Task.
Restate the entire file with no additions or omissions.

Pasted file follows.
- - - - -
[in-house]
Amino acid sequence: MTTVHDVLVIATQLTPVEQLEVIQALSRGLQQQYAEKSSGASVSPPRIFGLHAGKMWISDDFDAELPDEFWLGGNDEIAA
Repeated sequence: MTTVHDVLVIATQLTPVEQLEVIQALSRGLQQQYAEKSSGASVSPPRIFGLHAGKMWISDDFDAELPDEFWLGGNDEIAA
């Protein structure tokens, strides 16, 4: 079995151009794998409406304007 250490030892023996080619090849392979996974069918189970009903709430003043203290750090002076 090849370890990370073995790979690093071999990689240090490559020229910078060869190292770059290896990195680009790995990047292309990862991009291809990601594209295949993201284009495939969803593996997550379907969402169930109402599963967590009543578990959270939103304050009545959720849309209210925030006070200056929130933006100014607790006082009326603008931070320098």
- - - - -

[in-house]
Amino acid sequence: MTTVHDVLVIATQLTPVEQLEVIQALSRGLQQQYAEKSSGASVSPPRIFGLHAGKMWISDDFDAELPDEFWLGGNDEIAA
Repeated sequence: MTTVHDVLVIATQLTPVEQLEVIQALSRGLQQQYAEKSSGASVSPPRIFGLHAGKMWISDDFDAELPDEFWLGGNDEIAA
């Protein structure tokens, strides 16, 4: 079995151009794998409406304007 250490030892023996080619090849392979996974069918189970009903709430003043203290750090002076 090849370890990370073995790979690093071999990689240090490559020229910078060869190292770059290896990195680009790995990047292309990862991009291809990601594209295949993201284009495939969803593996997550379907969402169930109402599963967590009543578990959270939103304050009545959720849309209210925030006070200056929130933006100014607790006082009326603008931070320098």